Mushroom 'Bolognese' - A Pot Full of Love

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 John, a deep and thoughtful thinker and soul. Don't you love that face!

John, a deep and thoughtful thinker and soul. Don't you love that face!

I am the proud aunt to some awesome kids. For the past two decades I have had (and continue to have) the great privilege to be a part of my nieces and nephew's lives in ways big and small.  A gift that couldn't be more rewarding, more fulfilling, more enriching, and one for which I am truly grateful.

As these munchkins get older it comes with some real plusses... and a few minuses.  Bad part first: it means I'm getting older too, Boo Hoo.  It also means that the amount of time I get to spend with them has been reduced due to their work lives, busy social lives, where they live and all the rest.  However, the plusses outweigh those by a long shot as we enter into a different kind of relationship.  Before I was the whacky aunt.  Well, I'm still that.  But now I don't have to pick them up anymore. Instead they drive over to hangout with JC and me for dinner.  They are young adults with big imaginations, big dreams, open minds and hearts. The conversations have gone from 'What's your favorite Disney movie?'  to 'How do you see driverless cars effecting society? to much more deep and engaging exchange of ideas. And although I miss their little, adorable selves, I'm grooving on spending time with their beautiful adult selves.  

This past week my nephew, John, dropped by for dinner.  He is bright, sensitive, socially and emotionally aware and responsible, thoughtful and a deep and loving soul.  I'm telling you, hanging with these kids is one of the greatest joys of my life.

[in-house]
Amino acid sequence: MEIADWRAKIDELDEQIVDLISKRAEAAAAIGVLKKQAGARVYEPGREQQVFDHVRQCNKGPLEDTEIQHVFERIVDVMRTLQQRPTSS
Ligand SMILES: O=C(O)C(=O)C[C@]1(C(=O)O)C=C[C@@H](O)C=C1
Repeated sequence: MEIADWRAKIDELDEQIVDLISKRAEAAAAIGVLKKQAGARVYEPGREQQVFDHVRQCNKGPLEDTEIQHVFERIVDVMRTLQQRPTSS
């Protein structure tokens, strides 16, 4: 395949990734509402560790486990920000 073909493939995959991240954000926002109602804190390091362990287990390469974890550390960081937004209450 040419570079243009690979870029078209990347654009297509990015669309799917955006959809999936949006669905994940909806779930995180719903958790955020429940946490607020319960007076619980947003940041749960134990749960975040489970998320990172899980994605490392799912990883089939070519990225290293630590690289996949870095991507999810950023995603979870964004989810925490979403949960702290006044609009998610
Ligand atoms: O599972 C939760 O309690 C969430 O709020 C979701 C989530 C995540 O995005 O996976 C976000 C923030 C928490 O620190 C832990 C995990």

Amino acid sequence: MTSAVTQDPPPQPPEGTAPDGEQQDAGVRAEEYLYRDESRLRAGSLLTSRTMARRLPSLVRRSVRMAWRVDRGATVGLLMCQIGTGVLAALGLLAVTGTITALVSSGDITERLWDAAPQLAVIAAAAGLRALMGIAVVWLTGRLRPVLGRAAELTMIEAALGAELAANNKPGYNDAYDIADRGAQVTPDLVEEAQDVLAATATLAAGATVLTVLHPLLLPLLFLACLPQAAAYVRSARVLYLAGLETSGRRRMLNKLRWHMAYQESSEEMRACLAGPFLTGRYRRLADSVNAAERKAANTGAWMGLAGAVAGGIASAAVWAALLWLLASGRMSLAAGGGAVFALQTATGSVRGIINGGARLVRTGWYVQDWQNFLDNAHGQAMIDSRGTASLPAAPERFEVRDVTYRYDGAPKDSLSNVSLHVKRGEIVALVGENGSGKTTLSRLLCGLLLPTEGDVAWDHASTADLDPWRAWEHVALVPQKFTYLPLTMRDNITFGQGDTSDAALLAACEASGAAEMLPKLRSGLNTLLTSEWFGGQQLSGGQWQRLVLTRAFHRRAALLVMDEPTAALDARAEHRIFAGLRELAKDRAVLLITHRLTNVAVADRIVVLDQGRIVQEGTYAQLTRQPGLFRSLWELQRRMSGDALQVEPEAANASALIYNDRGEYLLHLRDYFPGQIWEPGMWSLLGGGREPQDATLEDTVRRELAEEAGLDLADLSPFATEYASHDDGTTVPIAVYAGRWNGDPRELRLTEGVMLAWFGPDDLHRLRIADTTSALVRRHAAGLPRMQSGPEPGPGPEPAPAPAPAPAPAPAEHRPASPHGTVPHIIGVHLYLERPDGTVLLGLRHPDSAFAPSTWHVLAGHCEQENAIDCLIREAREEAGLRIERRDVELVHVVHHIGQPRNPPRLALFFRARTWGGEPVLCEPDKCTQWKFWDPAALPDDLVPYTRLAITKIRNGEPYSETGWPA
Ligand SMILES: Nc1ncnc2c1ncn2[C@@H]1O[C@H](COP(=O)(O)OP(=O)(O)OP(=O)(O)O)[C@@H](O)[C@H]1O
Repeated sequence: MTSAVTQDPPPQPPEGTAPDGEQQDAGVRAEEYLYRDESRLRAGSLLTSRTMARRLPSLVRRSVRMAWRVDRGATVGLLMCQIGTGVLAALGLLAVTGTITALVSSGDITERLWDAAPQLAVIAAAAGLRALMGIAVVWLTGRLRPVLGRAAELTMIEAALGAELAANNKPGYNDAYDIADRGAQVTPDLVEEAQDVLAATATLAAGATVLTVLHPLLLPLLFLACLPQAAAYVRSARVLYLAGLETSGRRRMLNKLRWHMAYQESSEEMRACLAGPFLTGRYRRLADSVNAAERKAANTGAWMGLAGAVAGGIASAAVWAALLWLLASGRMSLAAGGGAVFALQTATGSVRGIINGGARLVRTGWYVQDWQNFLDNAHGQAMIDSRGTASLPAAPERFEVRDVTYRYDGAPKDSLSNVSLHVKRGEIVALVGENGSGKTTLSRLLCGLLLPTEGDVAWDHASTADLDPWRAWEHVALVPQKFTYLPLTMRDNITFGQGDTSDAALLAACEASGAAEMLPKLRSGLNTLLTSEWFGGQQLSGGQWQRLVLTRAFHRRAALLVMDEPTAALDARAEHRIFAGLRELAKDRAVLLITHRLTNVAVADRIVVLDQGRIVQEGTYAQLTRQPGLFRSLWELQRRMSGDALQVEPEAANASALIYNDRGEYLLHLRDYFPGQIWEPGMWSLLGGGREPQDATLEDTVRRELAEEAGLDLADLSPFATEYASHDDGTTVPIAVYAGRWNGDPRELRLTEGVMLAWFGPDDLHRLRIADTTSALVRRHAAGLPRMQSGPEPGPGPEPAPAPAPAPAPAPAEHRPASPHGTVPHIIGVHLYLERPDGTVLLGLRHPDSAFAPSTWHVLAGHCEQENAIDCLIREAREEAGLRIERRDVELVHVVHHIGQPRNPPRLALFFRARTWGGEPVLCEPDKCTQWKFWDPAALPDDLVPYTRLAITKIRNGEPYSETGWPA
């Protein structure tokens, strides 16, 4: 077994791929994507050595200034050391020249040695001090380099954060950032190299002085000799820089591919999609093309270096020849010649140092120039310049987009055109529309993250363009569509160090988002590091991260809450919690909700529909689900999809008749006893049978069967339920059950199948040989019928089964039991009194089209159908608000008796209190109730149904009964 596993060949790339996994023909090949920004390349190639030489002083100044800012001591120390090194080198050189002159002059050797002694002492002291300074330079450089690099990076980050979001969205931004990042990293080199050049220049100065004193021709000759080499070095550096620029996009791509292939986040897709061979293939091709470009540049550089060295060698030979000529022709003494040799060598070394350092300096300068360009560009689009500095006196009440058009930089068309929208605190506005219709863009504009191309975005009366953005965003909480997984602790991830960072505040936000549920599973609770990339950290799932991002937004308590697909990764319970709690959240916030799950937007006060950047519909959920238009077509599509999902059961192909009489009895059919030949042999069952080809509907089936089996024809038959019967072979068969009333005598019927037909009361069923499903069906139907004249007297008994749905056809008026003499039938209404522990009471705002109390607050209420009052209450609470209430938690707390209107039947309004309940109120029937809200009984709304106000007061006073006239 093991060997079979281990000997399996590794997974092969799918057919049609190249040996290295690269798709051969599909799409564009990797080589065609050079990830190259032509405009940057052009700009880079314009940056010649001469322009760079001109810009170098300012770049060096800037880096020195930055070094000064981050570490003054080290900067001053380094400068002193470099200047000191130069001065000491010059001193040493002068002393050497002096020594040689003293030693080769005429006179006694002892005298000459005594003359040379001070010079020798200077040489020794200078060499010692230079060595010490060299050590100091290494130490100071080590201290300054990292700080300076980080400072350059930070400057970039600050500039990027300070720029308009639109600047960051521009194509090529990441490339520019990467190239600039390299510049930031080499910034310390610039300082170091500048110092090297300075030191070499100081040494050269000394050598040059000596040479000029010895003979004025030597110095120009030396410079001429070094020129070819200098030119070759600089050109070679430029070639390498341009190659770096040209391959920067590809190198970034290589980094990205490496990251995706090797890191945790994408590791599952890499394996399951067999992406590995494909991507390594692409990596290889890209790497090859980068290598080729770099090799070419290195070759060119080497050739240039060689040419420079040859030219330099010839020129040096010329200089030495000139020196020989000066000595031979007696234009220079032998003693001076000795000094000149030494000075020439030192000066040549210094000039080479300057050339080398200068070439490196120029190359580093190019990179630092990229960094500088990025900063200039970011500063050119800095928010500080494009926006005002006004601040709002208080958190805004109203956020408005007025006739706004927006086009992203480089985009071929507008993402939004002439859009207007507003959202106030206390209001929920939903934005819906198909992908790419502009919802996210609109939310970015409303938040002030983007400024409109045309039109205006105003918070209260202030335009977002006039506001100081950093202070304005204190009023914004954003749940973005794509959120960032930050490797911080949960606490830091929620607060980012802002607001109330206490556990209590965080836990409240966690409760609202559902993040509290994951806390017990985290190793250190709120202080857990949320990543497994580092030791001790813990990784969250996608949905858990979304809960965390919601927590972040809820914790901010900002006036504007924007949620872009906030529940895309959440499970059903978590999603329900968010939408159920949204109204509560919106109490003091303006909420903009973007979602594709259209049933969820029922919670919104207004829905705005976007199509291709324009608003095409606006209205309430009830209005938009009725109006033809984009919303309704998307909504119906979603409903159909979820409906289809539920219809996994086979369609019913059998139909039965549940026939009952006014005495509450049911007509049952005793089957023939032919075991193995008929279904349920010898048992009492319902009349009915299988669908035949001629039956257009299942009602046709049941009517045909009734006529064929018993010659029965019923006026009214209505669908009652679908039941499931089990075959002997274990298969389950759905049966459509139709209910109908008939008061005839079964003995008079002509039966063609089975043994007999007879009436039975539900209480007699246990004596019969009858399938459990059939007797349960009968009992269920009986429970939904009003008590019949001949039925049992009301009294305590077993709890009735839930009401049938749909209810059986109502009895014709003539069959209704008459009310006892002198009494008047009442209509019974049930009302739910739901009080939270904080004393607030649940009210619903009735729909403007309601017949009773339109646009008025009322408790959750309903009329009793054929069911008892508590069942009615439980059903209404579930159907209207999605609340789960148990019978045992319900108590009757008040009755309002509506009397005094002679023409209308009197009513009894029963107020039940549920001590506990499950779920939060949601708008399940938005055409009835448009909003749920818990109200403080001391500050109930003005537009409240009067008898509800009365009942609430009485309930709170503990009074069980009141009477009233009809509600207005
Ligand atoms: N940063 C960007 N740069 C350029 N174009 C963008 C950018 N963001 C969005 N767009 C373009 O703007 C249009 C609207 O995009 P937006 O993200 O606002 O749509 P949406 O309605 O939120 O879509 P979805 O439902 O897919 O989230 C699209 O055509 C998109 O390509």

Besides coming over to discuss some new business ideas we all had (how cool is that!!!), it was a chance to share some new recipes with him.  Normally, a meal for John would have required making some type of meat and starch.  But over the years his palate has changed, broadened and matured.  Just recently it has changed quite dramatically with him becoming a vegan.  So the question was what to make to feed a growing young man and his active mind.

I have been reading a lot about Vegetable Bolognese.  I love when vegetarians or vegans decide that they aren't going to eat that yummy, delicious thing anymore, but still really want to eat it so they reinvent it with a replacement.  I'm not making fun. It's quite creative, and I'm all about that.  But it still makes me giggle a little. I, too, fell victim to that years ago, when after craving bologna and missing it, I began eating fake bologna and loved it. Until such time that I realized it was probably better to eat the real one full of crap instead of the fake one full of really crappy crap.  I haven't eaten bologna in decades; real or fake.